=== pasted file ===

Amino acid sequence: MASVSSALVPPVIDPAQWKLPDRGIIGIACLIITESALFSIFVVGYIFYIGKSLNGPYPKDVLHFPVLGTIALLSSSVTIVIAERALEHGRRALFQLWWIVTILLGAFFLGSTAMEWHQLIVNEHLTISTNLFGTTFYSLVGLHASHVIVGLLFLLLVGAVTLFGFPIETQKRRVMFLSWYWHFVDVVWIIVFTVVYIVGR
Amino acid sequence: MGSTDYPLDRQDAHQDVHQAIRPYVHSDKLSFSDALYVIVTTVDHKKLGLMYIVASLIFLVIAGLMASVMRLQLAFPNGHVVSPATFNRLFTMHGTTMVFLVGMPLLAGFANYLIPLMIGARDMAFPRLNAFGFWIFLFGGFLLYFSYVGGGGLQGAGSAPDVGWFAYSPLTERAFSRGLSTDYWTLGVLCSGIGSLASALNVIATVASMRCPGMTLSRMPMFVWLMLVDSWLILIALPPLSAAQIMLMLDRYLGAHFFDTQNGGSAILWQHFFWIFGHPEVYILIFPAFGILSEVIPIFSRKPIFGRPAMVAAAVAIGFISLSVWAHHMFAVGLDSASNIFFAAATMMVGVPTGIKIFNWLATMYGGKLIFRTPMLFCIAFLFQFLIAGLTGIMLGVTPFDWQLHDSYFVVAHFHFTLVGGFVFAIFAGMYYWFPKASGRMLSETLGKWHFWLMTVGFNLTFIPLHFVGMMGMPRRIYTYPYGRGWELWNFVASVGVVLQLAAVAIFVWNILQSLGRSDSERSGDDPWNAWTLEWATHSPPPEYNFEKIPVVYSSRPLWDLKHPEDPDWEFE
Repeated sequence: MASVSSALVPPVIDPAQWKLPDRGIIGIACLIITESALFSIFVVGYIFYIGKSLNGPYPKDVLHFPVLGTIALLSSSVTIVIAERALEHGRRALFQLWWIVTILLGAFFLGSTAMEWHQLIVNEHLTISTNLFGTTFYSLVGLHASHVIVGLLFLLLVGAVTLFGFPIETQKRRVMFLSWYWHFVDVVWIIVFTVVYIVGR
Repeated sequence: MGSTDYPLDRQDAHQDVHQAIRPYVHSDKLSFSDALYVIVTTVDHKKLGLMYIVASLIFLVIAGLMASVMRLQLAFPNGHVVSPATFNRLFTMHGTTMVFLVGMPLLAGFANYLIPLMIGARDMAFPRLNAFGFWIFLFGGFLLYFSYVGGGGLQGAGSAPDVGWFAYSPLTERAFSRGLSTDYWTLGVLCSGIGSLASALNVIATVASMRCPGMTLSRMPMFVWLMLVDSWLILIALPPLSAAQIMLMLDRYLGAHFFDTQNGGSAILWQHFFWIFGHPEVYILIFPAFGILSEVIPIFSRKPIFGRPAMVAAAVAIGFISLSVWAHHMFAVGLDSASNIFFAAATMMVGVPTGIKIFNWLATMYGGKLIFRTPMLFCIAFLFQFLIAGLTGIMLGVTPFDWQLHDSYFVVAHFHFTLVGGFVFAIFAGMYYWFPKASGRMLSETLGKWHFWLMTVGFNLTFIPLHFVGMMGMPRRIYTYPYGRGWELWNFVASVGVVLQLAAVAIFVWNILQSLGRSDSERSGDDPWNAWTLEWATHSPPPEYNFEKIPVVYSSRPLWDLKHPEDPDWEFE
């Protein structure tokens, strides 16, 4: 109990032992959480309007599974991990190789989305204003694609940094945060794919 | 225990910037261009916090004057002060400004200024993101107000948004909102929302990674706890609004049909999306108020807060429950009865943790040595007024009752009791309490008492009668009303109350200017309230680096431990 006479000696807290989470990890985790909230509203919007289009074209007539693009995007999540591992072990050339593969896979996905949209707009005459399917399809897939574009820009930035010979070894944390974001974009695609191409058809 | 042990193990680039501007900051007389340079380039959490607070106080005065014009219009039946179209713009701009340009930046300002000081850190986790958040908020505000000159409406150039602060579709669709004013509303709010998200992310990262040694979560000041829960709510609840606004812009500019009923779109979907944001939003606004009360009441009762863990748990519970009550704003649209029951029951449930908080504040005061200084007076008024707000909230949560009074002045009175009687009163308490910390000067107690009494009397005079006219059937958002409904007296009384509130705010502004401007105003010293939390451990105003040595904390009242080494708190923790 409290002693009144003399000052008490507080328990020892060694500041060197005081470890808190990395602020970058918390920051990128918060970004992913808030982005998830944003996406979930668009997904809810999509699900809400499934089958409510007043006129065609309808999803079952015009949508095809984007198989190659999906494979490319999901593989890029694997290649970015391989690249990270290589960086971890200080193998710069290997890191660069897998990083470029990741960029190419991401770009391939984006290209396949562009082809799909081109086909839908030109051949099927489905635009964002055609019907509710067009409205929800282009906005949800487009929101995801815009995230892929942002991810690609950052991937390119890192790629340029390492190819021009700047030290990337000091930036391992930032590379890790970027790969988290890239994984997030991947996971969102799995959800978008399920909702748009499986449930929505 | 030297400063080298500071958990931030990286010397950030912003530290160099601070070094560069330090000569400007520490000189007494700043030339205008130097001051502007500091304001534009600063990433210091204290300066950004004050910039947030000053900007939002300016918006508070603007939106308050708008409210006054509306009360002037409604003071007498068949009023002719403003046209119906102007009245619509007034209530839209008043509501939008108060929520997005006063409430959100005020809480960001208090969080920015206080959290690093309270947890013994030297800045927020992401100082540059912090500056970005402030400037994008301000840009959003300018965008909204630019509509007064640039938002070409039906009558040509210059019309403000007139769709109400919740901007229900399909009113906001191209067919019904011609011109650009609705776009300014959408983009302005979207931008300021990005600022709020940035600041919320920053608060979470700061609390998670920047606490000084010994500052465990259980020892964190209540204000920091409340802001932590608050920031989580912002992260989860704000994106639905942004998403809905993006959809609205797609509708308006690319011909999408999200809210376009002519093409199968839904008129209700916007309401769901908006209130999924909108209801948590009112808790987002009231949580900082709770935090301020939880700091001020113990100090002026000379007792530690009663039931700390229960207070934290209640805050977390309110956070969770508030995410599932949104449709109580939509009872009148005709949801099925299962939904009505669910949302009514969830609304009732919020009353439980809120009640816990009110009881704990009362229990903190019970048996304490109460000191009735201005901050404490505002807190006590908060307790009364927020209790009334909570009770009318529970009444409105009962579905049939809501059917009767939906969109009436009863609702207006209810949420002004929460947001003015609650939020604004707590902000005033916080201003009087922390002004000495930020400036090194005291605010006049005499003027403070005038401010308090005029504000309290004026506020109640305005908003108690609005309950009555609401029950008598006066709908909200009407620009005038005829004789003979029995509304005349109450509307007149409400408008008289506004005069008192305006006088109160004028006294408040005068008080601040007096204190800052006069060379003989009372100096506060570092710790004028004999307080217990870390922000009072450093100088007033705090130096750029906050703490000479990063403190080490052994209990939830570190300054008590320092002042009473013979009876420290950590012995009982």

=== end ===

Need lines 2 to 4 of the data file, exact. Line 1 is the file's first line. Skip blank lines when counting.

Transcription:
Amino acid sequence: MGSTDYPLDRQDAHQDVHQAIRPYVHSDKLSFSDALYVIVTTVDHKKLGLMYIVASLIFLVIAGLMASVMRLQLAFPNGHVVSPATFNRLFTMHGTTMVFLVGMPLLAGFANYLIPLMIGARDMAFPRLNAFGFWIFLFGGFLLYFSYVGGGGLQGAGSAPDVGWFAYSPLTERAFSRGLSTDYWTLGVLCSGIGSLASALNVIATVASMRCPGMTLSRMPMFVWLMLVDSWLILIALPPLSAAQIMLMLDRYLGAHFFDTQNGGSAILWQHFFWIFGHPEVYILIFPAFGILSEVIPIFSRKPIFGRPAMVAAAVAIGFISLSVWAHHMFAVGLDSASNIFFAAATMMVGVPTGIKIFNWLATMYGGKLIFRTPMLFCIAFLFQFLIAGLTGIMLGVTPFDWQLHDSYFVVAHFHFTLVGGFVFAIFAGMYYWFPKASGRMLSETLGKWHFWLMTVGFNLTFIPLHFVGMMGMPRRIYTYPYGRGWELWNFVASVGVVLQLAAVAIFVWNILQSLGRSDSERSGDDPWNAWTLEWATHSPPPEYNFEKIPVVYSSRPLWDLKHPEDPDWEFE
Repeated sequence: MASVSSALVPPVIDPAQWKLPDRGIIGIACLIITESALFSIFVVGYIFYIGKSLNGPYPKDVLHFPVLGTIALLSSSVTIVIAERALEHGRRALFQLWWIVTILLGAFFLGSTAMEWHQLIVNEHLTISTNLFGTTFYSLVGLHASHVIVGLLFLLLVGAVTLFGFPIETQKRRVMFLSWYWHFVDVVWIIVFTVVYIVGR
Repeated sequence: MGSTDYPLDRQDAHQDVHQAIRPYVHSDKLSFSDALYVIVTTVDHKKLGLMYIVASLIFLVIAGLMASVMRLQLAFPNGHVVSPATFNRLFTMHGTTMVFLVGMPLLAGFANYLIPLMIGARDMAFPRLNAFGFWIFLFGGFLLYFSYVGGGGLQGAGSAPDVGWFAYSPLTERAFSRGLSTDYWTLGVLCSGIGSLASALNVIATVASMRCPGMTLSRMPMFVWLMLVDSWLILIALPPLSAAQIMLMLDRYLGAHFFDTQNGGSAILWQHFFWIFGHPEVYILIFPAFGILSEVIPIFSRKPIFGRPAMVAAAVAIGFISLSVWAHHMFAVGLDSASNIFFAAATMMVGVPTGIKIFNWLATMYGGKLIFRTPMLFCIAFLFQFLIAGLTGIMLGVTPFDWQLHDSYFVVAHFHFTLVGGFVFAIFAGMYYWFPKASGRMLSETLGKWHFWLMTVGFNLTFIPLHFVGMMGMPRRIYTYPYGRGWELWNFVASVGVVLQLAAVAIFVWNILQSLGRSDSERSGDDPWNAWTLEWATHSPPPEYNFEKIPVVYSSRPLWDLKHPEDPDWEFE